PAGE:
b). Plant bean plants to replace the TCE with fixed nitrogen.
c). Plant Brassica plants to phytoaccumulate the TCE.
d). Plant Indian pipe because it is not adversely affected by TCE in the soil.
Test Your Visual Understanding
1). If you found a grove of poplar trees like that shown in this image, what might you conclude about the area?
Answer: There are several reasons these poplar trees could be planted in this grove. They may have been planted as a windbreak (notice how they have grown with a bit of a tilt to the one side). However, having just read this chapter, you might hypothesize that they are being used for phytoremediation. Since the area around the trees appears to be barren, there may be toxins in the soil that are affecting the growth of other plants.
Apply Your Knowledge
1). Match each of the following nutrients with its appropriate function in plants, and discuss whether it is a macro- or micronutrient.
a). carbon ___ cell wall formation
b). nitrogen ___ nucleic acid formation
c). phosphorous ___ amino acid production
d). iron ___ nitrogen fixation
e). molybdenum ___ chlorophyll production
a). carbon a cell wall formation
b). nitrogen c nucleic acid formation
c). phosphorous b amino acid production
d). iron e nitrogen fixation
e). molybdenum d,e chlorophyll production
Carbon, nitrogen, and phosphorous are macronutrients that are need in large amounts for the production of carbohydrates, proteins, and nucleic acids. Iron and molybdenum are needed in much smaller amounts and are considered to be micronutrients. Molybdenum is used in nitrogen fixation. Iron is needed for several reasons, including the production of chlorophyll. Plants that are deficient in iron show chlorosis or a bleaching of leaf color.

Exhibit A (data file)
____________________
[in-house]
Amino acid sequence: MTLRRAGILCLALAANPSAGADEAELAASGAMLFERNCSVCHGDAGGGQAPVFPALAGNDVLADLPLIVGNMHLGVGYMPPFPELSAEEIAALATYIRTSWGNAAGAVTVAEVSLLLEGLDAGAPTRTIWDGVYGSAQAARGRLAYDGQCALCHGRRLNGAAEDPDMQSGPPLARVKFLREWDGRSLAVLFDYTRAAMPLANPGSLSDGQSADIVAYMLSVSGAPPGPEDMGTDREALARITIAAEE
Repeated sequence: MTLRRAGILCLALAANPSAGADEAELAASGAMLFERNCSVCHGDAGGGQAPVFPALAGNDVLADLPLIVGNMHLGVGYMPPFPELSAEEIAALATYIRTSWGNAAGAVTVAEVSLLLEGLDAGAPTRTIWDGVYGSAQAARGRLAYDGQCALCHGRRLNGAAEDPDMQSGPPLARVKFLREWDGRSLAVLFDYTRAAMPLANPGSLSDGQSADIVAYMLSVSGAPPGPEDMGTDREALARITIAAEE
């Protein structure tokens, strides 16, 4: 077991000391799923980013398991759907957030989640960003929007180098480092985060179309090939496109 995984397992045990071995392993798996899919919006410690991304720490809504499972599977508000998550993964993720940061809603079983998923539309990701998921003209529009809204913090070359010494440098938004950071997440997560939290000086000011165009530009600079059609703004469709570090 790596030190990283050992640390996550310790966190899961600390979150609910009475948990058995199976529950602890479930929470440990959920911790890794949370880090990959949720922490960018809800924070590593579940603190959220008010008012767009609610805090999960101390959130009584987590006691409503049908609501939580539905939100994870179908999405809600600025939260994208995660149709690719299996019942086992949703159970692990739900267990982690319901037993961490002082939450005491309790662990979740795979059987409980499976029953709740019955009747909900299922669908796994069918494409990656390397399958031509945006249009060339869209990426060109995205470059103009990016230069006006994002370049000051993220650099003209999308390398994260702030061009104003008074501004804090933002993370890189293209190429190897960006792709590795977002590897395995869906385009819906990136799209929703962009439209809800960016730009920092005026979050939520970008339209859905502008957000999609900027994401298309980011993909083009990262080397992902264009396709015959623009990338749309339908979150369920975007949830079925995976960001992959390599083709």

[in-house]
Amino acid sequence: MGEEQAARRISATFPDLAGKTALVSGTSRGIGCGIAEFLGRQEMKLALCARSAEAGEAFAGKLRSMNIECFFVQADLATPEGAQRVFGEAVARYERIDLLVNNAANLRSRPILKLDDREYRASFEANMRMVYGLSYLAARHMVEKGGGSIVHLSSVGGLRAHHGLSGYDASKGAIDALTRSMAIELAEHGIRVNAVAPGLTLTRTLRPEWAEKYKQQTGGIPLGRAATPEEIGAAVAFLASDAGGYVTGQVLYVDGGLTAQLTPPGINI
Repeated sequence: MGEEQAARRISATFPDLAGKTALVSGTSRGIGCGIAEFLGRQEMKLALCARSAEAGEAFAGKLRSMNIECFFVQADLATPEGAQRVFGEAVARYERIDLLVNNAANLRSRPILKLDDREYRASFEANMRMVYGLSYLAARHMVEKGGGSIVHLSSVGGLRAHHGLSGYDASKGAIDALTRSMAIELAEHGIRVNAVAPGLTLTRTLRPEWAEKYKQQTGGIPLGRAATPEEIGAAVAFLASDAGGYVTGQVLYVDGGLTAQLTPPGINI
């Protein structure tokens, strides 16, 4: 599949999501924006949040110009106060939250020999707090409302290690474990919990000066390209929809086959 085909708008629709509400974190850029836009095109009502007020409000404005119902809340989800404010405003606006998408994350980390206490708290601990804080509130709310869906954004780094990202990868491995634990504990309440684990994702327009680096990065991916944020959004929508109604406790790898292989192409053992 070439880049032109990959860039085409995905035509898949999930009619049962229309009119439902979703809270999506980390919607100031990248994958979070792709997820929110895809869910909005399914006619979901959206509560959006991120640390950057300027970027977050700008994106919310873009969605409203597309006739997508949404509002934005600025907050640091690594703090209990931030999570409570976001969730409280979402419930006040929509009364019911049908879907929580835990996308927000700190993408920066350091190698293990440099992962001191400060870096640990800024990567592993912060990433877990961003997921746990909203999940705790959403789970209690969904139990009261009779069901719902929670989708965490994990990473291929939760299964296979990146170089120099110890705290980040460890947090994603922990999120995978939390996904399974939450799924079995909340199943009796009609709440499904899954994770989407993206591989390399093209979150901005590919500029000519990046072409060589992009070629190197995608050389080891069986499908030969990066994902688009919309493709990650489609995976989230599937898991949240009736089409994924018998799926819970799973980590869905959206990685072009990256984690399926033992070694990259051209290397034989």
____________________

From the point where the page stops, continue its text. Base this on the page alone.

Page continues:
2). If you were to eat one ton (1000 kg) of potatoes, approximately how much of the following minerals would you eat?
a). copper between .4 and 3 g
b). zinc between 1.5 and 10 g
c). potassium between 0.5 and 6 kg
d). iron between 2.5 and 30g
Answer: Here is how you solve the problems:
The macronutrient, potassium is constitutes 0.5 to 6 % of the dry weight. Let's assume that the potato is 90% water. The dry weight would be 10 % of 1000 kg or 100 kg. Next you calculate 0.5% of 100 which is 0.5 kg. You would do the same type of calculation for 6 %.
The micronutrient problems would also use the estimate of 100 kg dry weight. The conversion you need to use is that 1 ppm is the same as 1 mg per kg. So, 4 ppm of copper is the same as 4 mg/kg. Multiply this by 100 kg of dry weight potato and you have 400 mg of copper. Since there are 1000 mg in a gram, 400 mg X 1g/1000 mg = 0.4 g of copper in a ton of potato. The other micronutrient problems would be calculated in a similar manner.
3). Using what you know about phytoremediation, design a strategy to speculate for gold that would not require any digging or disruption of the soil.
Answer: Gold is a heavy metal. There are some hints that metal transporters exist that load metal in the soil into xylem and that it is later sequestered in vacuoles in leaves. You could start with plants known to hyperaccummulate heavy metals like lead and cadmium and see if they could also accumulate gold. All you would need to do then is to grow your plants, harvest them, dry them down, and isolate the gold. If this didn't work, you could search for plants that did take up gold and use those in your search for gold.